By KYLE LEHMAN
On Saturday Feb. 3, The University of Mary Washington men and women ultimate frisbee teams competed in the Megabowl, a local tournament in Fredericksburg, held at the Fredericksburg Field House.
“It’s a Megabowl. What’s not to understand?” reads the Staffburg Ultimate website, “This is history in the making. You’re gonna wanna tell your grandkids and their grandkids and their grandkids. And when they look back in the annals of history, they’re gonna be talking about three things: discovery of fire, invention of the submarine and the 4th annual Fred Vegas Megabowl. The trophy is 12 inches high, and it is GLORIOUS.”
The website’s description of the tournament might be vague and hyperbolic, but it underscores that the tournament is unique among ultimate frisbee tournaments. The Megabowl is certainly this unusual tournament. For starters, the Megabowl is played on an indoor field with a controlled environment which is different from the outdoor fields where sudden gusts and weather conditions throw in a number of variables forcing teams to adapt their playstyles.
The tournament is also different from other events the teams normally play in due to the fact the eight teams of fourteen people are randomized and co-ed from a pool of 112 players. UMW students were split up among several teams and had to compete with a team consisting of their teammates and members of the local community. This encourages collaboration and new thinking because not everyone knows the plays and strategies that these teams work on at practice.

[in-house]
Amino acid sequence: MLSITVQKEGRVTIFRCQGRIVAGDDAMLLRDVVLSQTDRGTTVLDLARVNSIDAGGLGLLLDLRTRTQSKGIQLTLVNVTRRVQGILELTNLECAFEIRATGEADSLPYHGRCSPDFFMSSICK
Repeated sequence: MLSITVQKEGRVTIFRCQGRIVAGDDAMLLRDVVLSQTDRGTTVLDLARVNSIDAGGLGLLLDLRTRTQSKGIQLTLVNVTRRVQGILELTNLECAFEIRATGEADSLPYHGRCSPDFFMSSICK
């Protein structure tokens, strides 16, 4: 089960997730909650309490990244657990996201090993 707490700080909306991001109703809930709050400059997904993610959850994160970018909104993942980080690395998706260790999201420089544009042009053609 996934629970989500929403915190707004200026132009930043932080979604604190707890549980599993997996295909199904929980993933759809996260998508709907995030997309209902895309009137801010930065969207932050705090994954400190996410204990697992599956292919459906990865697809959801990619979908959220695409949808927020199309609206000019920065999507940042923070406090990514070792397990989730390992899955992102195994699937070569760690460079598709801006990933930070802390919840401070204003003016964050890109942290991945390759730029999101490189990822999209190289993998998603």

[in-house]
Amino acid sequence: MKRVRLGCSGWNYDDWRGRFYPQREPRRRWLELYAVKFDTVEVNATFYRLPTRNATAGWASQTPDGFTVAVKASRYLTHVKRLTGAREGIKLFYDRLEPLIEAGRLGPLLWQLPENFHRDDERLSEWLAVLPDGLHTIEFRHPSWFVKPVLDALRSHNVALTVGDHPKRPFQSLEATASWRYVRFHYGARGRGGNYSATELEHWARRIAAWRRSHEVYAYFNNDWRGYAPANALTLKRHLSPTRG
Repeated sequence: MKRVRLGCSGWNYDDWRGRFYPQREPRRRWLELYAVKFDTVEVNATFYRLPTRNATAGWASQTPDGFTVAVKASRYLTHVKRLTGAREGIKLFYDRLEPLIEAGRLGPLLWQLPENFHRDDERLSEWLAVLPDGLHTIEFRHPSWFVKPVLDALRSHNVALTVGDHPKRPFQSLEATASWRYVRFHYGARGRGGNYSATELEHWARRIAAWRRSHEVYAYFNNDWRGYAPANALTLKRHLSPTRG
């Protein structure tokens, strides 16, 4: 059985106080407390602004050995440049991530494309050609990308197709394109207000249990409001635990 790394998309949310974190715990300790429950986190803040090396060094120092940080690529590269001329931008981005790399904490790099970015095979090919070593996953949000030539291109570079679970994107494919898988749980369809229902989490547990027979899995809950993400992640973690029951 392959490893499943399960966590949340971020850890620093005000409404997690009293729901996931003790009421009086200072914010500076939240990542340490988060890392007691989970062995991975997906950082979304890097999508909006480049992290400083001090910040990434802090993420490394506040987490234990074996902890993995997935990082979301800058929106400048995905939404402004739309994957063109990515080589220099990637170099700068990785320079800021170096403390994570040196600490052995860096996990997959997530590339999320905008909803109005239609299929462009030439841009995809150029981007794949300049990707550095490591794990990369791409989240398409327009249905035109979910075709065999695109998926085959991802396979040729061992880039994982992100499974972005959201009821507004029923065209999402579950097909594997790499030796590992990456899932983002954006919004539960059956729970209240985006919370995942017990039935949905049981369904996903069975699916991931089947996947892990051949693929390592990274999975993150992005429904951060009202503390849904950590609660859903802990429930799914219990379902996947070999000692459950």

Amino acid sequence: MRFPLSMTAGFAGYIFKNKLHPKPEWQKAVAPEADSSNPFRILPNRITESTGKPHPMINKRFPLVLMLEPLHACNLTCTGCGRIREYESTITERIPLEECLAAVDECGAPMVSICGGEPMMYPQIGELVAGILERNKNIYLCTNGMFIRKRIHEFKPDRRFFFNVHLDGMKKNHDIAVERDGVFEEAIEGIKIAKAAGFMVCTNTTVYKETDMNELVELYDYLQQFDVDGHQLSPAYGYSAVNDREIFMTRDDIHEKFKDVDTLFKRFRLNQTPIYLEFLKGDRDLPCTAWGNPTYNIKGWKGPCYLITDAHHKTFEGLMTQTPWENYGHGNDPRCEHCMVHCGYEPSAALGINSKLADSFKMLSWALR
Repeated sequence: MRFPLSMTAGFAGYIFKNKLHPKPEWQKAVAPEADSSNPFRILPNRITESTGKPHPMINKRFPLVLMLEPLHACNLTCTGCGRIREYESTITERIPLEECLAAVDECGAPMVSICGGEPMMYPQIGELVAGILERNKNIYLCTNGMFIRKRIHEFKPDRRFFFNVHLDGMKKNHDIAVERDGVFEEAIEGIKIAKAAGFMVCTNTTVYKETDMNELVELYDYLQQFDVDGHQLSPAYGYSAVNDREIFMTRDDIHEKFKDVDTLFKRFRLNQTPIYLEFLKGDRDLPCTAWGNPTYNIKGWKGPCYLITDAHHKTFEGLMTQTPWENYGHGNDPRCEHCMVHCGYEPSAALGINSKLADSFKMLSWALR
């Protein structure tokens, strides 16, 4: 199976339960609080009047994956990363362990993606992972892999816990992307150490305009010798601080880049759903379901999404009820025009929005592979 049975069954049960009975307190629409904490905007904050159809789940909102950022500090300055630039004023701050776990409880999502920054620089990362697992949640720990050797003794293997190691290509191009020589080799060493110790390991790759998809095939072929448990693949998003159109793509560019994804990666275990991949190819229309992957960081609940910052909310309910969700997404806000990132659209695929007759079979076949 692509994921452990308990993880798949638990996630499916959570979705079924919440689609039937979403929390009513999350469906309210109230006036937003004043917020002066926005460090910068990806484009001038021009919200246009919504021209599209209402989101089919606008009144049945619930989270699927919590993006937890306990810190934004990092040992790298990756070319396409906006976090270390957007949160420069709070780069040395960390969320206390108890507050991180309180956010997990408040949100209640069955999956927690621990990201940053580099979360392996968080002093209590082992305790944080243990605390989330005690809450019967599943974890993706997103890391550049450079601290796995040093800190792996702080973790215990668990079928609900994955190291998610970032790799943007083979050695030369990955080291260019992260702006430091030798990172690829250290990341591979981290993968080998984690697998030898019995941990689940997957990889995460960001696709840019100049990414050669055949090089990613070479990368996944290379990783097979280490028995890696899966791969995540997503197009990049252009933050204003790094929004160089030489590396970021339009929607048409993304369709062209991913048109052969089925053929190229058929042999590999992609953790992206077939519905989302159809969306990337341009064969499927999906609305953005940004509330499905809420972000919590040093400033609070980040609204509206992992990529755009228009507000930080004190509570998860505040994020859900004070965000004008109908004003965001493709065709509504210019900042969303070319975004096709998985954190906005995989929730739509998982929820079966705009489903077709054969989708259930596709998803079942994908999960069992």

The game rules were also different from regular ultimate frisbee. The games were half the time of a standard ultimate frisbee game, twenty minutes instead of forty, with ten minute halves instead of the regular twenty. But the biggest change was the substitution style was changed. In a standard regulation game, substitutions occur upon a team scoring a point. However, in the Megabowl, substitution is simultaneous with game time, similar to that of hockey, which made the time reduction a welcome change for the players.
This change makes playing these intense, fast paced games from 7 p.m. to almost 2 a.m. on a Saturday night a daunting task. Despite this, a number of UMW ultimate frisbee athletes were up to the challenge. The theme of the tournament was the Will Ferrell movie “Semi Pro” which made teams bearing names like “Bee Bee” or “Father Pat” go head to head.
“It was such an amazing experience and this tournament was unlike anything other I’ve competed in,” said Jenna Morgan, a sophomore on the women’s frisbee team, “It was super challenging to play intense games until the middle of the night, but I think I’ve learned a lot, gained some new skills, and made some new friends in the frisbee community.”
Not only were the players excited about the game, but spectators enjoyed the games as well.
“It was really cool to see how many people came out for it,” said Cayley McGuire, a sophomore at UMW who was watching the tournament, “I never really knew ultimate was big until I got to college.”
Ultimately after seven hours of games, the team who won the overall tournament was Team Bee Bee, who’s record in the end of the tournament was an impressive 5-3.